Now-Republican incumbent Jeff Van Drew and Democrat Amy Kennedy vie for a chance to represent New Jersey's 2nd Congressional District

  • Explore more races below.
  • First-term Rep. Jeff Van Drew will face Democrat Amy Kennedy in New Jersey's 2nd Congressional District.
  • After one year as a Democratic representative, Van Drew switched parties and now is a member of the Republican Party.
  • New Jersey's 2nd Congressional District is the southermost and largest Congressional District in New Jersey. It contains all of Cumberland, Salem, Atlantic, and Cape May counties.
  • See the live coverage and full results from all US House elections.
  • Visit Business Insider's homepage for more stories.
  • NJ-02
  • NJ-03
  • NJ-05
  • NJ-07
  • NJ-11

First-term Rep. Jeff Van Drew squares off against Democrat Amy Kennedy in November to represent New Jersey's 2nd Congressional District in the US House of Representatives.

The candidates

Before his foray into national politics, Van Drew was a dentist for 30 years and served on the Cape May County Board of Chosen Freeholders and in the New Jersey state legislature. He also served as a member of the General Assembly from 2002 to 2008 and in the State Senate from 2008 to 2018.

In 2018, Van Drew defeated Republican Seth Grossman by 7.7%. He switched his party ties from Democrat to Republican just one day after voting against the impeachment of President Donald Trump in December 2019.

"This is who I am, it's who I always was, but there was more tolerance of moderate Democrats, of Blue Dog Democrats, of conservative Democrats," Van Drew said, "and I think that's going away."

Kennedy, Van Drew's challenger, is the current president of The Kennedy Forum, a behavioral and mental health non-profit. Kennedy is also a board member of Mental Health America. She is the wife of Patrick J. Kennedy, a nephew of former US President John F. Kennedy and former longtime Democratic congressman from Rhode Island. Her campaign platform is centered on strengthening the Affordable Care Act, affordable college educations, and protecting workers' rights.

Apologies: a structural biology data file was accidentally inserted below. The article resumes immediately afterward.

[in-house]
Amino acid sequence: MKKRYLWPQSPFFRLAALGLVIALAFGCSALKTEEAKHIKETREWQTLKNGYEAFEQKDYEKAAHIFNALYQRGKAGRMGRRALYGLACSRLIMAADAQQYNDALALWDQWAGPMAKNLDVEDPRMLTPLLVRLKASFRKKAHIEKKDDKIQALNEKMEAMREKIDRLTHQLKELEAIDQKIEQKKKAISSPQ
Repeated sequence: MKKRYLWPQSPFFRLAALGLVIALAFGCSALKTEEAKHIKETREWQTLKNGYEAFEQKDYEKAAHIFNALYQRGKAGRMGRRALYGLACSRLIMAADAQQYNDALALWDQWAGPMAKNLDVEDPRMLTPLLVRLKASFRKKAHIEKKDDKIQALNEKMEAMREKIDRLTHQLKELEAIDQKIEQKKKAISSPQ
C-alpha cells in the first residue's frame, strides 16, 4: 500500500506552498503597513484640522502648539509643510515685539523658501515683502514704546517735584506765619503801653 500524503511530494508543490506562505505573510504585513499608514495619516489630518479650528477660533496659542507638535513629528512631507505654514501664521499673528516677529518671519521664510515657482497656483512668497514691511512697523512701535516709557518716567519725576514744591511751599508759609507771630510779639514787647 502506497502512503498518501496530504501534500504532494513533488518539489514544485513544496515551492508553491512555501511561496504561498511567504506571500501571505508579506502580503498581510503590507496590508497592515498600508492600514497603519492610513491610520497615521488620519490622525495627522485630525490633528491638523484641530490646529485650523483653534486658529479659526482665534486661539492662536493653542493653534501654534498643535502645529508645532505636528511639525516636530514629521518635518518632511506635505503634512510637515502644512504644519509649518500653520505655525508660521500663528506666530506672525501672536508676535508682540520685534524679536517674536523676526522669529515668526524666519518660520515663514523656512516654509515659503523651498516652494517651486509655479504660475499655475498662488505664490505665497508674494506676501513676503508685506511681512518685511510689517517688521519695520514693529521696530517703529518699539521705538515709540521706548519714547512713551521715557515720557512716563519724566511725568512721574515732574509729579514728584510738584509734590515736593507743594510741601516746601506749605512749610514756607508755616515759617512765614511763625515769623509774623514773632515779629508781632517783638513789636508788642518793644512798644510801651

A recent Monmouth University poll conducted September 26-October 1 found Kennedy leading Van Drew by six points, 50% to 44%, among high likely turnout voters. In the poll, 47% of voters said they were bothered by Van Drew switching parties while 51% said they were not bothered. 

See live coverage and full results for the US presidential election

The district

New Jersey's 2nd Congressional District is the state's most southern and largest district. It is home to all of Cumberland, Salem, Atlantic, and Cape May counties as well as portions of Camden, Burlington, Ocean, and Gloucester counties.

The district flipped from backing former President Barack Obama by eight percentage points over GOP nominee Mitt Romney in 2012 to voting for President Donald Trump by over four points, 50.6% to 45%, over Democrat Hillary Clinton in 2016, according to the Daily Kos. 

The money race

According to the Center for Responsive Politics, Kennedy has both outraised and outspent Van Drew. Kennedy has brought in $4.2 million, spent $4.1 million, and has a little over $102,000 in cash on hand while Van Drew has raised $3.8 million, spent $3.1 million, and has around $742,000 in cash on hand. 

Before switching political parties, Van Drew notably did not fundraise in the first quarter of 2019.

"I thought it was a tiny bit distasteful in the very first weeks and months of my election being in there, that the very first thing I was doing was raising money again," Van Drew said to the New Jersey Globe. "We were in the middle of a closure, a government shutdown. I had real issues with my Coast Guard and with the FAA."

What experts say

The race between Van Drew and Kennedy is rated as a "toss-up" by The Cook Political Report, "tilts Democratic" by Inside Elections, and "leans Democratic" Sabato's Crystal Ball at the University of Virginia Center for Politics.

Source: Read Full Article